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Monday 24th October 2016

Pancreatic cancer hope

11th March 2008

Doctors in London have performed an operation which could help people suffering from cancer of the pancreas.


Surgeons from the Royal Free Hospital carried out an operation in December 2007 using techniques first carried out in America. They cut out the tumour and the "portal vein," and replaced it with the jugular vein.

The portal vein, which is a "major vessel" close to the pancreas - is removed due to the fact that cancer usually spreads to that region of the body as it grows.

The woman who had the surgery is said to be "recovering well". This new operation could potentially help 700 patients annually.

At the moment, advanced cancer of the pancreas cannot be treated surgically. The majority of patients are told they have half a year to live. Only 3% of patients survive for five years or more.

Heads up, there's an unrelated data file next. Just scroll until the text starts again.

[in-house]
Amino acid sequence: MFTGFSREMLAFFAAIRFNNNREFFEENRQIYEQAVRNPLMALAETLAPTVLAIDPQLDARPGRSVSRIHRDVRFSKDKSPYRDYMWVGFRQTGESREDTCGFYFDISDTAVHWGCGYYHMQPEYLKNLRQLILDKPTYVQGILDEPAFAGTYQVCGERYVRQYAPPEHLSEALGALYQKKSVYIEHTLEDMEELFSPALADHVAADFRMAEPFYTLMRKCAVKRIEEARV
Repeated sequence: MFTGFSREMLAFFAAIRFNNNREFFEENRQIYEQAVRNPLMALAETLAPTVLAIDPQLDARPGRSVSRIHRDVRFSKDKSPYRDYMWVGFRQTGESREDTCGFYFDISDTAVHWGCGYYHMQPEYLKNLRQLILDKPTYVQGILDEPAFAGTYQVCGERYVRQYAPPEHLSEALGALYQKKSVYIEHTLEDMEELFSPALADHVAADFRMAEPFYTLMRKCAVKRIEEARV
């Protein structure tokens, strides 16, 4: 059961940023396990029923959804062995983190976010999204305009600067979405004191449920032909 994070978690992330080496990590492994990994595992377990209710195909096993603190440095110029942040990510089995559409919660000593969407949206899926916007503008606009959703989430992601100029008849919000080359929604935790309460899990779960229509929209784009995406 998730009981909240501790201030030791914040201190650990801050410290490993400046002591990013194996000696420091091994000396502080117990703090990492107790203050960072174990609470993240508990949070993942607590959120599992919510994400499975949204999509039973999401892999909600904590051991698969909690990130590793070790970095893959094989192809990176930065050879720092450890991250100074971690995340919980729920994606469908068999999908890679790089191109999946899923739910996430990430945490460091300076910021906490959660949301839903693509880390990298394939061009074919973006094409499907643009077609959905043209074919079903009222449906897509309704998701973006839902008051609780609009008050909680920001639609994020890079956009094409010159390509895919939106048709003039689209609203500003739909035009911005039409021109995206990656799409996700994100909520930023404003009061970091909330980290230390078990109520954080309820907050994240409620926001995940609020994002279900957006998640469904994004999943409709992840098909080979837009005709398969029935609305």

The news arrived as press reports confirmed that Hollywood star Patrick Swayze is suffering from pancreatic cancer.

Surgeon Kito Fusai, who operated on the woman with his colleague Dinesh Sharma, said: "If discovered early, before it has spread to other major organs such as the liver or lungs, the cancer may be treatable. However, currently only a small proportion of patients - around 10% - are suitable for surgery."

He added that most patients would need to be treated with chemotherapy or receive palliative care.

He described the new techniques as "exciting" as they would allow more patients to have surgery and could save "hundreds more lives."

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